The Battle of France took place during May and June of 1940 and ended with the fall of France. Many of the military and government escaped to London and there, on the 18th of June, Charles de Gaulle issued his famous Appeal:
- "I, General de Gaulle, currently in London, invite the officers and the French soldiers who are located in British territory or who might end up here, with their weapons or without their weapons, I invite the engineers and the specialised workers of the armament industries who are located in British territory or who might end up here, to put themselves in contact with me.
- "Whatever happens, the flame of the French resistance must not be extinguished and will not be extinguished."
This was the initiation of the French Resistance and of the Forces Françaises Libres, the Free French Forces, based in London. If your ancestor answered de Gaulle's Appeal, it may not be so easy to trace him or her, as descendants are discovering.
Noms de Guerre
Those working within France all had false names, noms de guerre, as did many of those working in London and elsewhere. This was necessary not only for secrecy but to protect their families still in occupied France. This was especially true for those from eastern France and the regions of Alsace and Lorraine, where many surnames are Germanic; at such a time, none wanted to appear as one of the enemy. Code names were often assigned to Resistance fighters, but many chose their own aliases, which could contain a hint as to their identity that only those who knew them well would have recognised. To complicate matters further, many retained their noms de guerre after the war, legally changing their names and giving the new surname to their children.
La Légion Etrangère
To join the Free French Forces, one was supposed to be a member of the French military and have a document to prove it. For those who did not have such, a quick way to obtain it was to join the French Foreign Legion, la Légion étrangère, in North Africa for a couple of months, and then go to London. As the French Foreign Legion required little by way of identification, this was also a path to changing a name at the same time.
How to document these people? It is a long and cautiously researched project. Here are some of the sites we have used with at least some level of success:
- Liste des Volontaires des Forces Françaises Libres on the de Gaulle website - is a labour of love and quite lengthy, but incomplete.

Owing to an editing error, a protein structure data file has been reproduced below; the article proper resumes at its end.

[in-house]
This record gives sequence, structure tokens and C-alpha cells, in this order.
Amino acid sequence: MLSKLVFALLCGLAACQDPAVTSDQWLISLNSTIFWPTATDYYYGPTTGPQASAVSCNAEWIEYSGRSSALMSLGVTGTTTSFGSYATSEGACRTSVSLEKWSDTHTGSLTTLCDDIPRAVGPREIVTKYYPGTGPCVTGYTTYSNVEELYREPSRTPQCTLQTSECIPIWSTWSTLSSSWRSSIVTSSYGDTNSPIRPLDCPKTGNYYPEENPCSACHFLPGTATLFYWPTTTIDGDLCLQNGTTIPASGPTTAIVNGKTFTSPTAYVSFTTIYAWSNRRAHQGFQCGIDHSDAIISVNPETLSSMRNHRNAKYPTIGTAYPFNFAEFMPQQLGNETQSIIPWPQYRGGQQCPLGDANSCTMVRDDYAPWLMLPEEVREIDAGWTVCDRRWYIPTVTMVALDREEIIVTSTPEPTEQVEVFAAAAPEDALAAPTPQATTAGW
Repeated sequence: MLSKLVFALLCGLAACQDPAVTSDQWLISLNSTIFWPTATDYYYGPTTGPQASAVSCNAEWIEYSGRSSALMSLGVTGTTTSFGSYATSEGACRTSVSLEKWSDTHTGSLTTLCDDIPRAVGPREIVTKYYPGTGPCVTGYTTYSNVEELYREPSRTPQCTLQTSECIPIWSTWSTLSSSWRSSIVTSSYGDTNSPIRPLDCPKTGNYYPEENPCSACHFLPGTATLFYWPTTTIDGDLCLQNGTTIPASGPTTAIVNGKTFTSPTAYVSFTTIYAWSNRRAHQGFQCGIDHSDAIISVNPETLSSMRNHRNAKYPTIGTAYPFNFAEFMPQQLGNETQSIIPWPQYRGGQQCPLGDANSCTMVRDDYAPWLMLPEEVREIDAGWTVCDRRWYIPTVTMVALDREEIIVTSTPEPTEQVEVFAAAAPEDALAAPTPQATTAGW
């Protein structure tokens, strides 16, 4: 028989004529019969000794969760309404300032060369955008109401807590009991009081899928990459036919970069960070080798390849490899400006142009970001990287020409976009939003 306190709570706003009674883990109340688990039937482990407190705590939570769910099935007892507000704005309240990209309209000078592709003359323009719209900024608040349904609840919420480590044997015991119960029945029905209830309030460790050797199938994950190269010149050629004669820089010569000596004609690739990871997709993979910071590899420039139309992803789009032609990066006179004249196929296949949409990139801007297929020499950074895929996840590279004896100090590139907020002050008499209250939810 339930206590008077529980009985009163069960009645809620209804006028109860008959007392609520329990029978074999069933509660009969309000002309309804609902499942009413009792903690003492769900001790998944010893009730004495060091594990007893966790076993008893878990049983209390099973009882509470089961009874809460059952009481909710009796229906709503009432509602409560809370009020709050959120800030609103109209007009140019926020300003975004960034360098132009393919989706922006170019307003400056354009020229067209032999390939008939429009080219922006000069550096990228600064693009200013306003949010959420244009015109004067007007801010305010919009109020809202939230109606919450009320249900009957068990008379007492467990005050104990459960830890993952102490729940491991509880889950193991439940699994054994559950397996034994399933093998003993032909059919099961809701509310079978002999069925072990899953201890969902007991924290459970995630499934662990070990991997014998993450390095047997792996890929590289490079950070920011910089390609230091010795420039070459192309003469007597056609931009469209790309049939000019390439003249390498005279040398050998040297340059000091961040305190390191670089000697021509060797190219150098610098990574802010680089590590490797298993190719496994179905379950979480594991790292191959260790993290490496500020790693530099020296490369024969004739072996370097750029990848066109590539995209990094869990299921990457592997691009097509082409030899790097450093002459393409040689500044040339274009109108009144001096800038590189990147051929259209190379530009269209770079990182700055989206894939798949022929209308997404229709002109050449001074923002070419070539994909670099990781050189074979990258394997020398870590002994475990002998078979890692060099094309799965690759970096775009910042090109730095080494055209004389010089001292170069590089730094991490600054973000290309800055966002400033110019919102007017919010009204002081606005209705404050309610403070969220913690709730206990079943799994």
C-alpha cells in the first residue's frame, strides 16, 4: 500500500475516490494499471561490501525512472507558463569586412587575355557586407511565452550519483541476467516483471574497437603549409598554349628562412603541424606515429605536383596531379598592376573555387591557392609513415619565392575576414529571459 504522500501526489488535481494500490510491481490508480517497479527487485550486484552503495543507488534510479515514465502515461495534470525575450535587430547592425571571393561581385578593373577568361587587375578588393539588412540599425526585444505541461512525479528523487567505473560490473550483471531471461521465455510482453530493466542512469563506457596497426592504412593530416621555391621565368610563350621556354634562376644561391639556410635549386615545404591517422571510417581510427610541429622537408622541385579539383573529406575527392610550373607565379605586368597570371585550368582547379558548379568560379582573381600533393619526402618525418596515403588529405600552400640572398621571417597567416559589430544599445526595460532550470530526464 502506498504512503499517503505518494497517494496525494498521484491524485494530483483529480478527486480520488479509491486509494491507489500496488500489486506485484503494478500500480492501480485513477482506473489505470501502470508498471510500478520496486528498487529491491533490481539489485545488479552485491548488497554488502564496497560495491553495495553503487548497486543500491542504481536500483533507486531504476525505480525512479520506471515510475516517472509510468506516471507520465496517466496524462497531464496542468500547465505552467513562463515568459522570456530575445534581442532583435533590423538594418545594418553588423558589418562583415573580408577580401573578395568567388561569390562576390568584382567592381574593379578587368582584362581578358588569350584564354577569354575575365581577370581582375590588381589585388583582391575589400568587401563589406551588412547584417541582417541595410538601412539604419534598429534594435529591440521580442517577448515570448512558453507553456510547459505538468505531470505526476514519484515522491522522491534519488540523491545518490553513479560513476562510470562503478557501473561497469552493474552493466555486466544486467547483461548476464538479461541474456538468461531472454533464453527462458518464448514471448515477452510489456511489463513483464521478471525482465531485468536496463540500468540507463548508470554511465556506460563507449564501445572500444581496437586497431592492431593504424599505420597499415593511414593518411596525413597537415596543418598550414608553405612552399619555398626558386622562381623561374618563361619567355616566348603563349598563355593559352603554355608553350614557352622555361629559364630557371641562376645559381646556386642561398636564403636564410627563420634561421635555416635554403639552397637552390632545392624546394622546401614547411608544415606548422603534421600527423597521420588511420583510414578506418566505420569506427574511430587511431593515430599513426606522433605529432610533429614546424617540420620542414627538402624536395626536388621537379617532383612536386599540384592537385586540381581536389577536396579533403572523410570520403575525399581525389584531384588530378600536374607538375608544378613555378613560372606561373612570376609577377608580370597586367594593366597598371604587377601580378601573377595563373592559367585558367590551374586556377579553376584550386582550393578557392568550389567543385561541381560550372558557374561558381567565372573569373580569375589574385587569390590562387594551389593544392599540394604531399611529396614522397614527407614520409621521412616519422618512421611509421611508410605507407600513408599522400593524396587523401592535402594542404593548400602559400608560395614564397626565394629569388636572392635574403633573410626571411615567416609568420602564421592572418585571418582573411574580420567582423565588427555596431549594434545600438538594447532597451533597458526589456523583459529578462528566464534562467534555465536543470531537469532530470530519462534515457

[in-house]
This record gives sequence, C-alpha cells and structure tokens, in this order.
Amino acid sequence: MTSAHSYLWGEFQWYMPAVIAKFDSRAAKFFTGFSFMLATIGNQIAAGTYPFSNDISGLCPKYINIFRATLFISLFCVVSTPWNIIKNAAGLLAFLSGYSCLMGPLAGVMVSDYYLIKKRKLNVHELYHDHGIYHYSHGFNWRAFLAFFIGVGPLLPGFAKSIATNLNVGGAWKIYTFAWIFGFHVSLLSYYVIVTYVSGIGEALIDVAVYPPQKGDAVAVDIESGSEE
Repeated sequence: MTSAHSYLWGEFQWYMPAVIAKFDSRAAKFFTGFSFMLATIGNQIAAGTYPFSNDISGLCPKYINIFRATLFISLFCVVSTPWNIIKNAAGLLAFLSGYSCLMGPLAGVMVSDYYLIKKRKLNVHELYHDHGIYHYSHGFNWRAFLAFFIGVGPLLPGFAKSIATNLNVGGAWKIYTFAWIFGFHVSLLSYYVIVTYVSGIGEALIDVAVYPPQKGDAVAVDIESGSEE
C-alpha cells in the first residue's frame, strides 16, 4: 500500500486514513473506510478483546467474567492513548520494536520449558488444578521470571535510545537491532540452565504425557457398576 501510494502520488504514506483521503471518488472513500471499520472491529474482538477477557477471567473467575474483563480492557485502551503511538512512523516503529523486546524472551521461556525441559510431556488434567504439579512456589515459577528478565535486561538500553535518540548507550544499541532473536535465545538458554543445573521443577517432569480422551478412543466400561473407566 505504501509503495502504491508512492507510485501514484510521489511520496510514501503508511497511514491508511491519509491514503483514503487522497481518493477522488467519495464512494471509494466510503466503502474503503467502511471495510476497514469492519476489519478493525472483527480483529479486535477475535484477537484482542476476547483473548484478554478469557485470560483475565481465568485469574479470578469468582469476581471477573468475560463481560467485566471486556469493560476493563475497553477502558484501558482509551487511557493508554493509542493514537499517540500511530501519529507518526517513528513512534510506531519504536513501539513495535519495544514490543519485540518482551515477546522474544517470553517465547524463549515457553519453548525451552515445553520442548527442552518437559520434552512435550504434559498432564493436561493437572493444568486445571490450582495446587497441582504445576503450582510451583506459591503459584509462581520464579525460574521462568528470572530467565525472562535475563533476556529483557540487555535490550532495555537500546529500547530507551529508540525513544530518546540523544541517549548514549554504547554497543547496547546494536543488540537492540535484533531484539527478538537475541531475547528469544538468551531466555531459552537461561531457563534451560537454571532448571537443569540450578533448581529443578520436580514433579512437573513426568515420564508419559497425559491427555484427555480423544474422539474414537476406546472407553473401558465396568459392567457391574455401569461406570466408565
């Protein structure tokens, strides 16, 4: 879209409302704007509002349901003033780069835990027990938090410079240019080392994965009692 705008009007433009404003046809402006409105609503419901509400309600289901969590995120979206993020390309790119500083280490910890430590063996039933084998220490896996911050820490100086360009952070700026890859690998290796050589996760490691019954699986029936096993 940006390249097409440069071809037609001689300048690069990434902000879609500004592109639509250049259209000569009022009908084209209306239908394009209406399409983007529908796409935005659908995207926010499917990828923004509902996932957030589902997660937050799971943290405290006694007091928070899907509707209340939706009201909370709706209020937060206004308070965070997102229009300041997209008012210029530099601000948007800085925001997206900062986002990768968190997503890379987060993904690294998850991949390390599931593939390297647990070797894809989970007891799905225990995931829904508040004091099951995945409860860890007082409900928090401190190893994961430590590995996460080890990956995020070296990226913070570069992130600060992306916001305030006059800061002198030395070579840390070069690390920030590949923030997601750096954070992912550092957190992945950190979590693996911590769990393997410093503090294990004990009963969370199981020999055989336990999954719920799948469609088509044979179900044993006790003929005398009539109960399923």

- Histoire des Français libres ordinaires - a website dedicated to telling the stories of those who joined the Forces Françaises Libres.
- Dossiers administratifs des résistants - these are the individual files on all members of the Resistance held by the Service Historique de la Défense, the French military archives. This site has an alphabetical list with the archives codes, but the files themselves are not online. Using the code and the full name, one may then request a copy of the file. Check here without fail, for many people who may seem to have spent the war in London actually also made trips to France to work with the Resistance.
- You may write to the French Foreign Legion asking for any information on a person who joined, but you need a name, a date, and the regiment.
- The Mémorial de la Shoah - includes the names and information on some Resistance fighters who were executed.
- The National Archives of Great Britain - Search here under what name you may have, though, interestingly, a file on a Resistance fighter in these archives may be closed while the French file on the same person may be available. Additionally, if you can visit the facility at Kew, it may be worthwhile to search the British files on the Free French Forces (see the photo above). Though much has been removed, these files contain correspondence on the organisation of de Gaulle's administration around the world and correspondence concerning granting British visas to those who wanted to go to London to join the FFF.
It can take quite a few months to do a search on a member of the Free French Forces, and it can be very frustrating, but you could get lucky.
©2017 Anne Morddel